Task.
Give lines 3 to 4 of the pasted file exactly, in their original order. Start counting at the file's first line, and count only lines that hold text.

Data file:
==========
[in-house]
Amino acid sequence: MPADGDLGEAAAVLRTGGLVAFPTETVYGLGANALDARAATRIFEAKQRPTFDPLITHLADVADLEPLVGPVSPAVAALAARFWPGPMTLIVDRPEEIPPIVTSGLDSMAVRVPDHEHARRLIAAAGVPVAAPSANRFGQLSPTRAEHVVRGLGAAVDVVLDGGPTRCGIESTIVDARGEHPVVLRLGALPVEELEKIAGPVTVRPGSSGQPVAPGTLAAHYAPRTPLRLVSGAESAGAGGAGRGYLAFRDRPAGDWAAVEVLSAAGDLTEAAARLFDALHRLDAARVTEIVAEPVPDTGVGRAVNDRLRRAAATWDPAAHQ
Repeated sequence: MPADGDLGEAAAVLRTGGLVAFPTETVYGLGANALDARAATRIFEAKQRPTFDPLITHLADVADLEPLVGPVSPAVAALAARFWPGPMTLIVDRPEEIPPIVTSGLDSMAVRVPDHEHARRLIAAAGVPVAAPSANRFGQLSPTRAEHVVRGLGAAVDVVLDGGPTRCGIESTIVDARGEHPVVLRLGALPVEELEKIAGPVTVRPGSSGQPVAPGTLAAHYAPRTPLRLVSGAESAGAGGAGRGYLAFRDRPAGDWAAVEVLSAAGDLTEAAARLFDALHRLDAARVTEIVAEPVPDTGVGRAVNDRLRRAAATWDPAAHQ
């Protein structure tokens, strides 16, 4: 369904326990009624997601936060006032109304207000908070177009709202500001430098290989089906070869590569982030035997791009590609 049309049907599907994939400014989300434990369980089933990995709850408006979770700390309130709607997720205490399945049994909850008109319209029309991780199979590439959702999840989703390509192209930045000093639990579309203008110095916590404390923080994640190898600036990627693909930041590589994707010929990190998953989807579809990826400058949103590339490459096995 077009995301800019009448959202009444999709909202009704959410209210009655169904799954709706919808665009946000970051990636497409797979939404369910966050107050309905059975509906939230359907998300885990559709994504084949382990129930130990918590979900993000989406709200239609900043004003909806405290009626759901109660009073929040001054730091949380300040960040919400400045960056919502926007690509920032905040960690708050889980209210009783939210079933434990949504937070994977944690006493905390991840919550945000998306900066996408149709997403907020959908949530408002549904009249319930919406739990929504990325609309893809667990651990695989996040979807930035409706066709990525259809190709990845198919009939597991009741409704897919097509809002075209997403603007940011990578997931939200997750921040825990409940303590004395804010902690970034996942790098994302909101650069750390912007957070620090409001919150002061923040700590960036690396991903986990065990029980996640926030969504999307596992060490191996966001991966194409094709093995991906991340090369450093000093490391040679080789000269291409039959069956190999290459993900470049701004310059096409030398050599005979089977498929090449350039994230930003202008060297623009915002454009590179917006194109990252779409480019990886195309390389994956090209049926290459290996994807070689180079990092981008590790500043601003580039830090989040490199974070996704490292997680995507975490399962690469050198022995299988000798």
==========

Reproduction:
Repeated sequence: MPADGDLGEAAAVLRTGGLVAFPTETVYGLGANALDARAATRIFEAKQRPTFDPLITHLADVADLEPLVGPVSPAVAALAARFWPGPMTLIVDRPEEIPPIVTSGLDSMAVRVPDHEHARRLIAAAGVPVAAPSANRFGQLSPTRAEHVVRGLGAAVDVVLDGGPTRCGIESTIVDARGEHPVVLRLGALPVEELEKIAGPVTVRPGSSGQPVAPGTLAAHYAPRTPLRLVSGAESAGAGGAGRGYLAFRDRPAGDWAAVEVLSAAGDLTEAAARLFDALHRLDAARVTEIVAEPVPDTGVGRAVNDRLRRAAATWDPAAHQ
């Protein structure tokens, strides 16, 4: 369904326990009624997601936060006032109304207000908070177009709202500001430098290989089906070869590569982030035997791009590609 049309049907599907994939400014989300434990369980089933990995709850408006979770700390309130709607997720205490399945049994909850008109319209029309991780199979590439959702999840989703390509192209930045000093639990579309203008110095916590404390923080994640190898600036990627693909930041590589994707010929990190998953989807579809990826400058949103590339490459096995 077009995301800019009448959202009444999709909202009704959410209210009655169904799954709706919808665009946000970051990636497409797979939404369910966050107050309905059975509906939230359907998300885990559709994504084949382990129930130990918590979900993000989406709200239609900043004003909806405290009626759901109660009073929040001054730091949380300040960040919400400045960056919502926007690509920032905040960690708050889980209210009783939210079933434990949504937070994977944690006493905390991840919550945000998306900066996408149709997403907020959908949530408002549904009249319930919406739990929504990325609309893809667990651990695989996040979807930035409706066709990525259809190709990845198919009939597991009741409704897919097509809002075209997403603007940011990578997931939200997750921040825990409940303590004395804010902690970034996942790098994302909101650069750390912007957070620090409001919150002061923040700590960036690396991903986990065990029980996640926030969504999307596992060490191996966001991966194409094709093995991906991340090369450093000093490391040679080789000269291409039959069956190999290459993900470049701004310059096409030398050599005979089977498929090449350039994230930003202008060297623009915002454009590179917006194109990252779409480019990886195309390389994956090209049926290459290996994807070689180079990092981008590790500043601003580039830090989040490199974070996704490292997680995507975490399962690469050198022995299988000798």